Memorial Day is fast approaching, so naturally one’s thoughts turn to the Fallen, and to the shared sacrifice of European and American continents as they united in common cause against the spectre of global tyranny. But that’s enough about the reviews for Battleship.
“A preposterously lunkheaded salute to American naval machismo” snorted Tim Robey in The Daily Telegraph. “It seems that the U.S. Navy is as much committed to the production of this film as is the toy company” opined Le Monde’s Thomas Sotinel. As news of the hostile European reception spread, American critics equipped their reviews with a pre-emptive Euro-snob missile defense shield. “That the movie didn’t exactly receive hosannas in Europe should surprise absolutely no one. This is a Super-American movie,” bristled Jeff Simon of Buffalo News. “It would be like asking Belgian or Italian or French audiences to be happy about a sudden American invasion.”
Ah Memorial day: an opportunity for solemn reflection on the folly of foreign conquest. At the cinema, on the other hand, it marks the start of blockbuster season, when the studios roll out their latest squadron of world-beaters designed to club the indigenous cinemas of the world into whimpering submission. When Jurassic Park came out in 1993, Gerard Depardieu compared the American film industry to a “war machine,” while French culture minister Jacques Toubon declared the movie “a threat to French national identity” claiming it was every Frenchman’s “patriotic duty” to see Germinal instead, there being no better known antidote to T Rexes that works more effectively than a 21/2-hour film about French coal-mining.
It’s not hard to understand why the French would be sensitive to the threat of invasion — complaining of "McDomination" and calling Paris Disneyland a "cultural Chernobyl"— after their experience in the second world war. Ironically, it was America’s military success in 1945, and the ensuing popularity of all things American, that first brought a tidal wave of Hollywood movies down on European heads — 120,000 prints in 1950 alone, causing producer Walter Wanger to hail a victory for ”Donald Duck diplomacy” and calling Hollywood “a Marshall plan for ideas... a veritable celluloid Athens,” more important to America “than the H Bomb.”
Or failing the H Bomb then Clark Gable — the most lethal device for intercontinental submission after the V-2 rocket. When Gable went shirtless in It Happened One Night (1932) he caused a drop in Argentinian undershirt sales; and when he instructed an Italian boy how to eat a hamburger in It Started in Naples (1960), he sparked a furious row amongst Italian chefs about the pernicious effect of Yankee imperialist cuisine. As one of the characters in Billy Wilder’s A Foreign Affair, 1948) drily remarks, “If you give them food its relief. If you leave the labels on it’s imperialism.”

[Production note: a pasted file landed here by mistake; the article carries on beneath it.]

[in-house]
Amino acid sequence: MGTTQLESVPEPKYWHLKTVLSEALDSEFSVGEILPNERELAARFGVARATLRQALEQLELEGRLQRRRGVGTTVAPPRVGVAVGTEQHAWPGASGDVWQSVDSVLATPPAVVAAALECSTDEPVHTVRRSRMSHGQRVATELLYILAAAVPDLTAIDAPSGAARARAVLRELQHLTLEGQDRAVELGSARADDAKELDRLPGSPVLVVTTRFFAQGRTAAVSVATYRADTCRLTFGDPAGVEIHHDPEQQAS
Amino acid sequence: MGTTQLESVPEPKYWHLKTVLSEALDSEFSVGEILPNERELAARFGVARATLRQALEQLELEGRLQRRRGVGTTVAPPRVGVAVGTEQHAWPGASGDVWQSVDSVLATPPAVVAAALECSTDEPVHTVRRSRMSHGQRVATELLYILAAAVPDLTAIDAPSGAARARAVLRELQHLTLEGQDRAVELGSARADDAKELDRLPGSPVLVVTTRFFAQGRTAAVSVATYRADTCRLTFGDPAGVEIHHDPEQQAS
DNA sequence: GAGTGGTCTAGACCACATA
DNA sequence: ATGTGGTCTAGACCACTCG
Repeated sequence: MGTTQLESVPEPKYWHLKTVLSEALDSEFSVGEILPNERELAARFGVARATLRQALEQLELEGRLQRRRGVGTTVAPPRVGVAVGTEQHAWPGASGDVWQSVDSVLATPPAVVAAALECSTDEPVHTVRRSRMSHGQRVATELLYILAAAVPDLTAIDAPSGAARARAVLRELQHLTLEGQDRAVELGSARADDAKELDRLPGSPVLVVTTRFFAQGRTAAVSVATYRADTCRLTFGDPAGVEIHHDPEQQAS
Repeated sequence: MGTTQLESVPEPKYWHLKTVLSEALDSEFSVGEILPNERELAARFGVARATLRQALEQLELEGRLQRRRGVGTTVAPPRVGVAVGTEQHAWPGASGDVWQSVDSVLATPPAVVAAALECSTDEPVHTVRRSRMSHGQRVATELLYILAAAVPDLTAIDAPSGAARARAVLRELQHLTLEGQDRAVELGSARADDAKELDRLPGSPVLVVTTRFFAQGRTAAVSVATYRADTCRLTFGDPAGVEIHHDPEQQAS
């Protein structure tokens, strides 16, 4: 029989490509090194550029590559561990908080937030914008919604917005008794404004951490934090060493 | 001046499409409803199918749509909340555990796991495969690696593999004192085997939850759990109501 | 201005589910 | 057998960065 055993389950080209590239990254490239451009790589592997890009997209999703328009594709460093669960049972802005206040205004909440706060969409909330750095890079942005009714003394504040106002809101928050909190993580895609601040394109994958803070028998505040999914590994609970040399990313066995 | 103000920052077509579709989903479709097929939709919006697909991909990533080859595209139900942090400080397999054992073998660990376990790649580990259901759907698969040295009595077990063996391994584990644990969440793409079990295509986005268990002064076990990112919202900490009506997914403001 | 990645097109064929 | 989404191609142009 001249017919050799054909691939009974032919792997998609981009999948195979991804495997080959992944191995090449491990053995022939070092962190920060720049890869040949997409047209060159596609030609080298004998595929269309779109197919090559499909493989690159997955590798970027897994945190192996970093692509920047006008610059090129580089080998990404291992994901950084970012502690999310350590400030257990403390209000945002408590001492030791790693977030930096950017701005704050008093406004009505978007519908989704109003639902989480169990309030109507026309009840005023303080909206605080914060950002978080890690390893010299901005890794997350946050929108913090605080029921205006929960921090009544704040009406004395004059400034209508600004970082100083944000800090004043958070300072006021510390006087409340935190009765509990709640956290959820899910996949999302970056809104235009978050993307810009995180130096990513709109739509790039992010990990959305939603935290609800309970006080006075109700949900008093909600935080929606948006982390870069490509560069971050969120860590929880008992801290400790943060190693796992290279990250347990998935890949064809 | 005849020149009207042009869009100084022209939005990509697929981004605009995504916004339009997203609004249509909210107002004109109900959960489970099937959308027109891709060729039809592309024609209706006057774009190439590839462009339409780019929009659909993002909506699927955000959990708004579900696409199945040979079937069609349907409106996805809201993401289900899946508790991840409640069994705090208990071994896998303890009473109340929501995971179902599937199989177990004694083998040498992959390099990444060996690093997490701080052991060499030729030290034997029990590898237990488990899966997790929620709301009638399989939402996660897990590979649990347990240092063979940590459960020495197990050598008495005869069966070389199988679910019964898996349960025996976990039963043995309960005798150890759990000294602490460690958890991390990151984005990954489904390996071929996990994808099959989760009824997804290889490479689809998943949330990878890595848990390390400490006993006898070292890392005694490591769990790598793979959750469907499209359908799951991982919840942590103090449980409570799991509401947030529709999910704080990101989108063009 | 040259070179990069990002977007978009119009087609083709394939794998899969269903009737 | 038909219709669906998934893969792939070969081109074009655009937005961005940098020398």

There has always been a contradiction in the charge of cultural imperialism that globalization has only exacerbated. When Brian Keenan was taken hostage by Hezbollah extremists in 1986 he noted with some puzzlement that they were all dressed a headband tied and knotted at the side above the ear, like Rambo:— “This all-American hero, was the stereotype which these young Arab revolutionaries had adopted. They had taken on the cult figure of the Great Satan they so despised and who they claimed was responsible for all the evil in the world. Emulating Rambo they would reconquer the world and simultaneously rid themselves of that inadequacy which they could never admit.”
Kennan’s story illustrates a fascinating paradox: like the muscled, flag-waving American action heroes that came after him, Rambo was a big success in America, but an even bigger success overseas by a box office margin of almost 2 to 1. He was a Frankenstein’s monster shaped by the international trade winds. The same with Spielberg’s dinosaurs which made 1993 the first year in Hollywood’s history that overseas revenues outstripped domestic ones — a crucial tip of the see-saw.
“Jurassic Park was a political hardball that was used as a symbol of the American invasion, the second invasion of France, this time not to liberate but to occupy,” Spielberg told me when I interviewed him most recently. “That was the party line on it, and I was caught up in the middle. The blockbuster began in America, so no matter who the writer and director and producers are, of those films, even if it’s an Italian director, and a French writer and a British producer, if it makes a lot of money, almost too much money, it will accused of being an ‘American’ blockbuster. The world is shrinking. The internet has shrunk it to half its original size. We are closer neighbors in cyberspace than we ever have been in our collective history.”
If this was true in 1993 it is even truer today. In 2012, the proportion of profits coming to the studios from overseas is a staggering 70% — an industry-reconfiguring statistic. In many ways, Hollywood has ceased to be the indigenous film industry of North America and become instead the world’s jukebox, pumping out what Michael Eisner once called “planetized emtertainment”. Which is why Battleship, like The Avengers before it, opened overseas first, leaving the domestic market to follow the foreign lead. 2012 will likely go down as the year Hollywood looked abroad to find out which of its movies were hits. While Battleship bombed domestically, taking only $25 million in its first weekend — “John Carter numbers” as one analyst put it — it took over $200,000 million overseas, with the very people most predisposed to finding it a “lunk-headed salute to American naval machismo.”
Americans can be forgiven a note of complaint at this ongoing effort by the rest of the world to paint them as lunkheaded and macho and obsessed with their military. They tried to kill Battleship. As Al Pacino says in Godfather Part III, “Just when I thought I was out... they pull me back in.”